Jeff Childers in a post mentions the following:
I ran into this woman earlier in the week. She reminded me of a young Felicia Rashaad. She had the name of her son tattooed classily across her neck. Her son’s name? Carrion. That’s right, Carrion, which, you all know, means the decaying flesh of the dead.
Well I thing it could be worse if the boy’s last name was Baggage.
I don’t have four daughters (that I know of) but if I did, they’d be China, India, Michigan, and Fred.
Brodi (Broh-dye), Brodski, T-Bird, and Ditka.
Further sons would be Ditka II, Ditka III, etc.
I came across a girl called Special Looney. Sadly, she really is “special,” as in special education.
There was also Champagne, Flash, Ju’sya (pronounced “Josiah”) and two victims of the first-and-last-name-that-don’t-match: George Washington Mendez and Giacomo Smith.
Carrion, hey? In my neighbourhood we have kids named Raven, Trinity, Princess, Savior (yes, you read that correctly) and who knows maybe even a LaTrina.
“If I ever have a son, I’m gonna name him Bill or George or anything but Sue!”
…..and then there was little girl named while a young mother was in a demerol induced haze and heard medical staff discussing the delivery of the after birth. She was overheard to say, “placenta, why thats a pretty name…..Placenta Jones.” I agree with Jeff Childers in his blog where he says that doctors have a moral responsibility to young, stupid mothers not to let their children leave the hospital with names like this.
In our neighboring city, we have names like LaDarnell, LaTyrell, LaRobin, LaMichelle, even LaRhonda, and probably a LaTrina.
I’ve seen the name “Barren” on a court document (regarding a child).
I think the mother most likely meant “Baron” but misspelled it…I’m hoping anyway.
I suppose the woman who named her child Carrion was illiterate to some degree, just like Barren’s mother.
These mothers are obviously surrounded by people who don’t have a clue, either. You would think that someone might have made some polite suggestions to the mother before it was too late.
There is a Baron in our parish school, on the second-class honor roll.
I think Carrion is probably the product of hearing the word – after all, it sounds better than it means – and not knowing what it signifies. It’s like the people who name their children Dominatrix or Labia or Demerol. By the way, I observe that not a single Kaley (or Kailey or Kaely or Kaelie) got on either the first- or second-class honor roll.
P.S. I also remember that in out old neighborhood there was a Kansas, apparently named by his fifteen-year-old mother in honor of the rock group. He was a right little beast and bully, and made a particular sport of victimizing the young children of five or six. I devoted myself to ending his reign of terror, chiefly by addressing him as “Minnesota, Louisiana, Kentucky, whatever the heck your name is . . .”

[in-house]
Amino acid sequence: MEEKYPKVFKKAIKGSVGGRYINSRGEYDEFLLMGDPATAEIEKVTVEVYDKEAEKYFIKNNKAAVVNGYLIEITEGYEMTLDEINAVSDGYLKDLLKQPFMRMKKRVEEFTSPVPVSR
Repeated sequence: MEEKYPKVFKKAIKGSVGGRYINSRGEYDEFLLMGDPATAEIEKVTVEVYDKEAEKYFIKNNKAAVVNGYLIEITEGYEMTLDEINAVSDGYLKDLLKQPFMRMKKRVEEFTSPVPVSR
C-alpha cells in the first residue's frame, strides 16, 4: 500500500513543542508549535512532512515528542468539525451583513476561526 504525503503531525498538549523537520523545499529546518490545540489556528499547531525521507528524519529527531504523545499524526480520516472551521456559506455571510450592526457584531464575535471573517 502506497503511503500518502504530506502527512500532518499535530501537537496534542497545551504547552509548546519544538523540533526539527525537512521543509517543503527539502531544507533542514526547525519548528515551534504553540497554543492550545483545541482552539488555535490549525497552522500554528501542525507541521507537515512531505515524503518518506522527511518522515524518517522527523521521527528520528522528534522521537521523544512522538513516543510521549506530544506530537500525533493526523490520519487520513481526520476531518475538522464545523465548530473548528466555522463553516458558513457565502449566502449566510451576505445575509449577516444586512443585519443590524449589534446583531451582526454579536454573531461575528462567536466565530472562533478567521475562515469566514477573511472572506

Then there was Le’mon Gello.
There was also a man named “Verman.”
My friend was served in a store by a woman named Toshiba.
Lemonjelo is the twin brother of Oranjelo. Apparently the mother really liked those two flavors of Jello.
My fav has to be the child my mother had a few years back named Mister. His full name was Mister Jones. (The mother wanted her son to be shown respect) Of course the principal of the middle school was Mr. Jones, so it caused major confusion on a regular basis.
“My fav has to be the child my mother had a few years back…”
That was funny, Kat. I had to reread that. Because, at first glance, it sounds like you mean your brother!
But it reminds me of the story of a mother naming her son “Senator.”
Friend of mine, a volunteer fireman, told me about the occasion the EMS crew took a woman in labor to the hospital and the child (a girl) was born on the way. To hear my friend tell, the mother was grateful to see the birth certificate based on information provided by the firemen–including the name she gave her baby girl: “Female”–that’s three syllables, accent on the second.
The man I once met had the given name “Colonel.” He said he put this to good use as a green second lieutenant in the Korean war era Army, when he would make his supply requisitions and other requests as “Lieutenant Colonel Smith”
A doctor pal of mine once entered the baby ward and ended up fussing at the nurses for the joke he thought they were playing. A baby’s name bracelet read sh*thead. “Oh no,” the nurses promised. “…thats pronounced ‘Shy-theed'”
A Chinese woman I used to work with was surfing the web looking for suitable “American sounding” names for her baby-girl-on-the-way. I discouraged her from going with her favorites: Lashonda, Sharika or Lucious. Something just seemed extra wrong for a Chinese-American girl to sport any of these names.
Real name I’ve come across in my career: TarTeneesha, LaQuetha, LaMekia, Teyonce, C’Neshia, Yurima, Yuridia, Reesheemah, LaToinya Shenee, Evonniea, Chantye, Tinisha DeWann
There is a Korean priest in my diocese whose name–honest to God– is Suk Mo Hwang.
Say it out loud.
I had a girl named Liberty Bell in my second grade class. My mother went to school with someone named Holly Wood.
I just think some parents like to be mean. I have a pregnant friend who is seriously considering naming her child Lilith Faerie (girl) or Ransom Peregrin (boy).